A Rich Gray

Gray Hairstreak Butterfly photographed by Jeff Zablow at Habitat, Eatonton, Georgia

Working the Butterflies & Blooms Briar Patch Habitat in Eatonton, Georgia, I’m mostly keeping my eyes peeled for ‘fresh.’ It’s much like my careful, not rushed time spent in Giant Eagle or Publix produce sections. I look long and hard for fresh bananas, fresh cantaloupes (well marked netting, that dark green scar and no bruise ), corn in season, with the stem-tip light color (picked that morning) and oranges a deep color and free of bruises and dents. Maybe I should share my desired watermelon, that secret info the result of many conversations with farm owners at their farm-side produce stands. Good-looking shape, rich green netting and most important of all, a fine patch of sweet yellow color on the underside.

‘Fresh’ at the BBHabitat usually means seeking tiger swallowtail butterflies, pipevine swallowtails, monarchs, giant swallowtails, cloudless sulphur, gulf fritillaries, the rarely seen variegated fritillaries, hackberry emperors, longtail skippers, spicebush swallowtails, red-banded hairstreaks, zebra heliconians and the less often seen zebra swallowtails . . . I always want to capture each of these when they are spectacular, ‘fresh’ yes, and particularly good looking.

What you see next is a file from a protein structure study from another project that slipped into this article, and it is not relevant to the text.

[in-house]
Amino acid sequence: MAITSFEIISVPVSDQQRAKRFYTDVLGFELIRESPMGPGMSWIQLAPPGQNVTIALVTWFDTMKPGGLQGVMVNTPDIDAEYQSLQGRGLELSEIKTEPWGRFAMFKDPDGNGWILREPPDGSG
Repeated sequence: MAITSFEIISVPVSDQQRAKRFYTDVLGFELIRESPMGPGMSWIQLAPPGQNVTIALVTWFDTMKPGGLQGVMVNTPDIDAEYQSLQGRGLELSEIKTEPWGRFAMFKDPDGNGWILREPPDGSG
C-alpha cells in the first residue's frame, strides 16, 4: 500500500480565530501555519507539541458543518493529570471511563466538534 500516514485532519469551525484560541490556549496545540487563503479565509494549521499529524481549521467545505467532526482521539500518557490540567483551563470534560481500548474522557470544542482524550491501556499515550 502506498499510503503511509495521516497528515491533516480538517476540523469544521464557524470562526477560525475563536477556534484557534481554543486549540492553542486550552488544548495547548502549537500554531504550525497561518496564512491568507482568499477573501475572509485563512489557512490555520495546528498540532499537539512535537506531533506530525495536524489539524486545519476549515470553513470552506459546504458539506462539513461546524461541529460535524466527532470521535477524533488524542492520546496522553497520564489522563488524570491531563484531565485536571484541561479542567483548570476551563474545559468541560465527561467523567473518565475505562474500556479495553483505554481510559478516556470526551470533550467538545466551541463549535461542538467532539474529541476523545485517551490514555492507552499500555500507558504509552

Seeing this especially handsome Gray hairstreak butterfly was a surprise, for they just don’t show themselves here much. A rich, very rich gray, whose orange spot rates a long satisfying look, for a guy who eats a fresh (and now you know carefully selected) orange every morning for breakfast.

Jeff

Fiery Skipper Butterfly Feeds on Bushy Aster Nectar

Skipper Butterfly at Raccoon Creek State Park

Our Fiery Skipper is feeding on a morning meal of Bushy Aster (Aster dumosis) nectar. Good, because no approach would be successful if he were not 100% focused upon this sweet cocktail.

Here we go again. Identifying Grass skippers is not easy to do. His show of a toothed brown inner edge forewing margin is the significant indicator of a Fiery skipper identification.

Hylephila phyleus are numerous in fields and along open trails. As noted, they seek nectaring flowers and that increases the likelihood that we will see them from May through August.

This 1st week in June is such a wonderful time to be out seeking butterflies. So many species are present it tantalizes! Knowing that a new species might make its first appearance of the year that very day is also very energizing.

Raccoon Creek State Park was a sylvan oasis that June 7th morning. Saw one other person in those 3.5 hours. Saw dozens of winged beauties. Good.

We’ll be presenting our wingedbeauty images at Raccoon Creek State Park’s Wildflower Reserve facility on August 12th. Our 1 hour presentation/talk will be followed by a 1 hour butterfly walk in their pristine meadows. Pack a lunch, take a swim in their lovely lake and then feast again on our fare of exquisite winged beauties. 1 P.M. to 3 P.M. Before or after, visit Janoski’s Farmstand for their own fresh produce. About 2 miles down the road (Rte. 30) from the Wildflower Reserve parking lot. Yummy variety of picked that morning greens, melons and corn.

Jeffrey